Technet article Ntdsutil contains:

Ntdsutil.exe is a command-line tool that provides management facilities for Active Directory. Use Ntdsutil.exe to perform database maintenance of Active Directory, manage and control single master operations, and remove metadata left behind by domain controllers that were removed from the network without being properly uninstalled. This tool is intended for use by experienced administrators.

To view the command syntax, click a command:

Authoritatively restore

Restores domain controllers to a specific point in time and mark objects in Active Directory as being authoritative with respect to their replication partners. At the authoritatively restore: prompt, type any of the parameters listed under Syntax.

Syntax

\{restore database|restore database verinc %d |restore subtree %s|restore subtree %s verinc %d\}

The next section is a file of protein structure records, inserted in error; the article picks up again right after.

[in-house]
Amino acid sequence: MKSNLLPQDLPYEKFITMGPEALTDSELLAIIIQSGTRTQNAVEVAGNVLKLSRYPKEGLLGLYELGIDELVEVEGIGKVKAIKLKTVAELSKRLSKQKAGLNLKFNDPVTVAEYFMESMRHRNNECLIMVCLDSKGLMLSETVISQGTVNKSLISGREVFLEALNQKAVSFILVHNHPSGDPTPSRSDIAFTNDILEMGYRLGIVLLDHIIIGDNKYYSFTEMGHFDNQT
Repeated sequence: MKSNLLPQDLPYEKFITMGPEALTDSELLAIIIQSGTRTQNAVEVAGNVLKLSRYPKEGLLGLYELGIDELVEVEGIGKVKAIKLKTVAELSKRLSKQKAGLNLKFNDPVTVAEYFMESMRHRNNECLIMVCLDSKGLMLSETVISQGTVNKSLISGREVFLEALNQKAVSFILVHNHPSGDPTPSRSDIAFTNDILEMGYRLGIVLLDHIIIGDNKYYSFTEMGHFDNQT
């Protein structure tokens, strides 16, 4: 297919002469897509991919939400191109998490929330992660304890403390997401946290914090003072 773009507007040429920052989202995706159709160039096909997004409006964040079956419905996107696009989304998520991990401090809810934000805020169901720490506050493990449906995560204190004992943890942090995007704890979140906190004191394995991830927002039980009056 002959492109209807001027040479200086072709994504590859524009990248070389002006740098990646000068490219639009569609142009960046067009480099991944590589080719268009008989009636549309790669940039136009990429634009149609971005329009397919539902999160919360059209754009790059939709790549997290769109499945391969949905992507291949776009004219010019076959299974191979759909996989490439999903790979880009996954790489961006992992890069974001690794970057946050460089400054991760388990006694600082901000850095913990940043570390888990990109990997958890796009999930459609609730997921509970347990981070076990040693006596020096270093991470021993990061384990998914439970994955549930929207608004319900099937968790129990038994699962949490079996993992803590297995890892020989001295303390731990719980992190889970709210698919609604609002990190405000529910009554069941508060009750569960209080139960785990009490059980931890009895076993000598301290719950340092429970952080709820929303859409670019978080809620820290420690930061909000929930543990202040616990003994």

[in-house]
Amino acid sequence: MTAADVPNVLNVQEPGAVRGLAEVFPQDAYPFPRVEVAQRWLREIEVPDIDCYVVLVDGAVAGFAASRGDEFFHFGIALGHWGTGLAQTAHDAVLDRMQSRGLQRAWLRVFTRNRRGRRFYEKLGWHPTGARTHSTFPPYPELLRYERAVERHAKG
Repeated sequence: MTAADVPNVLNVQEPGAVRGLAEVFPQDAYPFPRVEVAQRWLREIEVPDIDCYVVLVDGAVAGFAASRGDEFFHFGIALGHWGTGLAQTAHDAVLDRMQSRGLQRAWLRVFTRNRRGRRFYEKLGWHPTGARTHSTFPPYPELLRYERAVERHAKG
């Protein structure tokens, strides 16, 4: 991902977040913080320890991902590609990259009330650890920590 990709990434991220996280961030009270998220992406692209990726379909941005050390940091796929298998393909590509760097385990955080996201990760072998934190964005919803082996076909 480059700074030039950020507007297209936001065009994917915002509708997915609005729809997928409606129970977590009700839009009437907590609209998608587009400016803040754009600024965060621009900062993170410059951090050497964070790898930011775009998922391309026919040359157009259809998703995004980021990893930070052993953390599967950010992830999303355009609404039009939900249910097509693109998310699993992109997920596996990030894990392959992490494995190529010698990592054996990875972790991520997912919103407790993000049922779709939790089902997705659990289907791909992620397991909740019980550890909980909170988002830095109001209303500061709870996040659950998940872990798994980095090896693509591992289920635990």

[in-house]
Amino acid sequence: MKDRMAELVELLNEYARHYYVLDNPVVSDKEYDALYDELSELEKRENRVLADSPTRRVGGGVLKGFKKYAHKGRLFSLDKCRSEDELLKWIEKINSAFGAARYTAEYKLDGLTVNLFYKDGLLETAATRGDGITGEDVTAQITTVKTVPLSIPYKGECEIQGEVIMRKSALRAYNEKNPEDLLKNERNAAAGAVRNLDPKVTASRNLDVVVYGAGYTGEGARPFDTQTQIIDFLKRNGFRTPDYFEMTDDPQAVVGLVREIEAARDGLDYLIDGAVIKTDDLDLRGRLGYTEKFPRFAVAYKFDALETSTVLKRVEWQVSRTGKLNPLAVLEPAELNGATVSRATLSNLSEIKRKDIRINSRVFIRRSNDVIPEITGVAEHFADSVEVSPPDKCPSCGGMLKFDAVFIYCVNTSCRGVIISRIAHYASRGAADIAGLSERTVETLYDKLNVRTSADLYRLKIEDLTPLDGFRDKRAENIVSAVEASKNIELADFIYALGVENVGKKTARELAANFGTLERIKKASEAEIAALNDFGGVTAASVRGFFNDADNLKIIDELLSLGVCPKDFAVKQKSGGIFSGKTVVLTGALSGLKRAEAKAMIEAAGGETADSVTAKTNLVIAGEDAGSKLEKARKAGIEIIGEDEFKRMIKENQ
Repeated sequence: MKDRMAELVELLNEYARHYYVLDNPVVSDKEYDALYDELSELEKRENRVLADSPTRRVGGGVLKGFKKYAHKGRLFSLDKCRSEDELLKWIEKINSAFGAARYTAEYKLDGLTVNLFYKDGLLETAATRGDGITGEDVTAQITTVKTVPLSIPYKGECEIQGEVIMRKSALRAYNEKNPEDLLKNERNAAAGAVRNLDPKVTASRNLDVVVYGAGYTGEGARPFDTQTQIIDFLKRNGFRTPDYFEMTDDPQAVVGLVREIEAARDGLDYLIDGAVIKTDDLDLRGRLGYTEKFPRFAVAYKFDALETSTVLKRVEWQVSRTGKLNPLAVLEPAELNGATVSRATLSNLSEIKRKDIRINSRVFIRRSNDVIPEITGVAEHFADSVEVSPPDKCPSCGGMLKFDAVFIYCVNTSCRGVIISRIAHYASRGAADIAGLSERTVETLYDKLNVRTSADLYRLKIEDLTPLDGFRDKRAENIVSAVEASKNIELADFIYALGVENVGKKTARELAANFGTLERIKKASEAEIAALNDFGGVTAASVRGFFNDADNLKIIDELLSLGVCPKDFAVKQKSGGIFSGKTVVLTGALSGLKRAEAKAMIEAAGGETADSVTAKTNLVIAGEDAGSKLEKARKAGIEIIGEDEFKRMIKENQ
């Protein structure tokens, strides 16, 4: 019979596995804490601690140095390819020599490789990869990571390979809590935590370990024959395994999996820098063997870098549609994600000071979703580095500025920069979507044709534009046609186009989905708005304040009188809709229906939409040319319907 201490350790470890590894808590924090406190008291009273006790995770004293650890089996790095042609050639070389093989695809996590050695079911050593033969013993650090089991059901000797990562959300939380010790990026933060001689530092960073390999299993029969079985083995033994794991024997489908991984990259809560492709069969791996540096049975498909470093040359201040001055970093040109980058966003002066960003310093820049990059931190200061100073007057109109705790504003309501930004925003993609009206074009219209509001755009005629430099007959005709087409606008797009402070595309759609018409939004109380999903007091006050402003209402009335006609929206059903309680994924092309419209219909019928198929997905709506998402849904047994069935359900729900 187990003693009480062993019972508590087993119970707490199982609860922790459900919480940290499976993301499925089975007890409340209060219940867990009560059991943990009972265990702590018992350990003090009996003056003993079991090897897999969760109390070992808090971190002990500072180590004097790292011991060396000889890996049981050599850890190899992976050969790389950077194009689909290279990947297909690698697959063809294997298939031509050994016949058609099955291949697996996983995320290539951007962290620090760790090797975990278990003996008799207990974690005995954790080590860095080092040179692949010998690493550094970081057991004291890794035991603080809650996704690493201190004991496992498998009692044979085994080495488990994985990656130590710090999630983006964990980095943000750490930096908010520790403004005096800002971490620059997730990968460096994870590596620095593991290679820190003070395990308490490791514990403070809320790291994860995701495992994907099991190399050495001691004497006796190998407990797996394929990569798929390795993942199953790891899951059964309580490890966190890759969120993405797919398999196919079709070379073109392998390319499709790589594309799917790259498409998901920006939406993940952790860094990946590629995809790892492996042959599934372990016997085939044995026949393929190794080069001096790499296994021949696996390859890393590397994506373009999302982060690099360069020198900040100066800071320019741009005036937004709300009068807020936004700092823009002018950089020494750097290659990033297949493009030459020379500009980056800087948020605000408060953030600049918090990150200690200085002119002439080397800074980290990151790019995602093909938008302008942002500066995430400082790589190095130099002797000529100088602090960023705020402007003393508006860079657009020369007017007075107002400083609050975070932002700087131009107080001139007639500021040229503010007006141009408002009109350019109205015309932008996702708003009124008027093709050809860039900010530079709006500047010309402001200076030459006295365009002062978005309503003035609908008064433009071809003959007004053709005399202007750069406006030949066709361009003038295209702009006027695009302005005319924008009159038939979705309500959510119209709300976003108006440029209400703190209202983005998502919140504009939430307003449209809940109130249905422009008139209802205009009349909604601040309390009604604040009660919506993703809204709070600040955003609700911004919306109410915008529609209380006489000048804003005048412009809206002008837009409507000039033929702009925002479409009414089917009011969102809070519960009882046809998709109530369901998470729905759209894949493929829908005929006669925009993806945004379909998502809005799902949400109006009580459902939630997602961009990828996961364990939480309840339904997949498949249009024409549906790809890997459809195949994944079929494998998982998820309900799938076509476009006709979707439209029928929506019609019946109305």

Parameters

restore database
Marks the entire Ntds.dit (both the domain and configuration directory partitions held by the domain controller) as authoritative. The schema cannot be authoritatively restored.
restore database verinc %d
Marks the entire Ntds.dit (both the domain and configuration directory partitions held by the domain controller) as authoritative and increments the version number by %d. Use this option only to authoritatively restore over a previous, incorrect, authoritative restore, such as an authoritative restore from a backup that contains the problem you want to restore.
%d
A numeric variable, such as replication delay time periods.
restore subtree %s
Marks subtree (and all children of subtree) as being authoritative. The subtree is defined by using the fully distinguished name of the object.
restore subtree %s verinc %d
Marks subtree (and all children of subtree) as being authoritative and increments the version number by %d. The subtree is defined by using the fully distinguished name of the object. Use this option only to authoritatively restore over a previous, incorrect, authoritative restore, such as an authoritative restore from a backup that contains the problem you want to restore.
%s
An alphanumeric variable, such as a domain or domain controller name.
quit
Takes you back to the previous menu or exits the utility.
? or help
Displays help at the command prompt.

Remarks